Vampire Number

Introduction to Vampire Number and its implementation using python.

Introduction
In mathematics, a vampire number (or true vampire number) is a composite natural number v, with an even number of digits n, that can be factored into two integers x and y each with n/2 digits and not both with trailing zeroes, where v contains precisely all the digits from x and from y, in any order, counting multiplicity. x and y are called the fangs. [Source Wiki]

Examples:

  • 1260 is a vampire number, with 21 and 60 as fangs, since 21 × 60 = 1260.
  • 126000 (which can be expressed as 21 × 6000 or 210 × 600) is not, as 21 and 6000 do not have the correct length, and both 210 and 600 have trailing zeroes

The vampire numbers are:
1260, 1395, 1435, 1530, 1827, 2187, 6880, 102510, 104260, 105210, 105264, 105750, 108135, 110758, 115672, 116725, 117067, 118440, 120600, 123354, 124483, 125248, 125433, 125460, 125500, … (sequence A014575 in the OEIS)

There are many known sequences of infinitely many vampire numbers following a pattern, such as:
1530 = 30×51, 150300 = 300×501, 15003000 = 3000×5001, …

Condition for a number to be Vampire Number:

  1. Has a pair number of digits. Lets call the number of digits : n
  2. You can obtain the number by multiplying two integers, x and y, each with n/2 digits. x and y are the fangs.
  3. Both fangs cannot end simultaneously in 0.
  4. The number can be made with all digits from x and y, in any order and only using each digit once.

Pseudocode

if digitcount is odd return false
if digitcount is 2 return false
for A = each permutation of length digitcount/2 
        selected from all the digits,
  for B = each permutation of the remaining digits,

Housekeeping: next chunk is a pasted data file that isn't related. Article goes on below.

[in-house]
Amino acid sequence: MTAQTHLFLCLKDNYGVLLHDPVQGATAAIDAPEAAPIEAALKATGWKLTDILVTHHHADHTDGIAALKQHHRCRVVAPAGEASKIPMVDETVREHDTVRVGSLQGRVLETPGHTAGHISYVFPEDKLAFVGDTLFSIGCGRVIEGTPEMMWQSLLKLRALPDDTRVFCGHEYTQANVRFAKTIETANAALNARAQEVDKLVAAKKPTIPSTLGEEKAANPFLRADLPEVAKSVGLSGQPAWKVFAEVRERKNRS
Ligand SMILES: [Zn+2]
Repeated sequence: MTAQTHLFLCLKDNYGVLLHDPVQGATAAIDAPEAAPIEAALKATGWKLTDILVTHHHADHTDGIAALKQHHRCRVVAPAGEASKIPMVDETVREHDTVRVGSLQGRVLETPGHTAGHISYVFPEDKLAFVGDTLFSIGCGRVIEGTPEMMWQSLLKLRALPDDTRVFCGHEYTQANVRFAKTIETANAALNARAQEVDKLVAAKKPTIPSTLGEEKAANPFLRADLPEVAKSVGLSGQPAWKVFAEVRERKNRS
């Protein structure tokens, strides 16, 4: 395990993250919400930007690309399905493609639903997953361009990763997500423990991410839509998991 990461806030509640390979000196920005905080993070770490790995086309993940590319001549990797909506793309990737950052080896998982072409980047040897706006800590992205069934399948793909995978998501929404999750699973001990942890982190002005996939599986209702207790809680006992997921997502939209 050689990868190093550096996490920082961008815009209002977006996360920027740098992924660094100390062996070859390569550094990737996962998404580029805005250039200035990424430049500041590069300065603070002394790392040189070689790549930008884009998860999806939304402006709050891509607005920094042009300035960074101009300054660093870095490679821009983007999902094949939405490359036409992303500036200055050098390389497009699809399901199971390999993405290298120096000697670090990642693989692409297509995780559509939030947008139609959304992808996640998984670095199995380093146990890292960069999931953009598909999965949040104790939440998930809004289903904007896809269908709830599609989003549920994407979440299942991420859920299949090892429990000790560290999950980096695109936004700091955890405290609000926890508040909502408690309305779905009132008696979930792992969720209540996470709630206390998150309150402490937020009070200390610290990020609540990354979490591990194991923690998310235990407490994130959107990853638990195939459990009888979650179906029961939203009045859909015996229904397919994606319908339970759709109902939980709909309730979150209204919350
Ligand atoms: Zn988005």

if either A or B starts with a zero, continue
    if both A and B end in a zero, continue
    if A*B == the number, return true
# Python code to check if a number is Vampire
# and printing Vampire numbers upto n using
# it
import itertools as it

# function to get the required fangs of the
# vampire number
def getFangs(num_str):
 
    # to get all possible orderings of order that
    # is equal to the number of digits of the 
    # vampire number
    num_iter = it.permutations(num_str, len(num_str))

    # creating the possible pairs of number by 
    # brute forcing, then checking the condition 
    # if it satisfies what it takes to be the fangs 
    # of a vampire number
    for num_list in num_iter:
      
        v = ''.join(num_list)
        x, y = v[:int(len(v)/2)], v[int(len(v)/2):]

        # if numbers have trailing zeroes then skip
        if x[-1] == '0' and y[-1] == '0':
            continue

        # if x * y is equal to the vampire number
        # then return the numbers as its fangs
        if int(x) * int(y) == int(num_str):
            return x,y
    return False

# function to check whether the given number is 
# vampire or not
def isVampire(m_int):

    # converting the vampire number to string
    n_str = str(m_int)

    # if no of digits in the number is odd then 
    # return false
    if len(n_str) % 2 == 1:
        return False

    # getting the fangs of the number
    fangs = getFangs(n_str)
    if not fangs:
        return False
    return True

# main driver programm
n = 16000
for test_num in range(n):
    if isVampire(test_num):
        print ("{}".format(test_num), end = ", ")

Output:

1260, 1395, 1435, 1530, 1827, 2187, 6880, 

Refer to numberphile for more details:

References:

  1. Rossetta Code
  2. Wikipedia – Vampire Number
  3. Stackoverflow
  4. Python Docs on itertools

This article is contributed by Subhajit Saha. If you like GeeksforGeeks and would like to contribute, you can also write an article using contribute.geeksforgeeks.org or mail your article to contribute@geeksforgeeks.org. See your article appearing on the GeeksforGeeks main page and help other Geeks.

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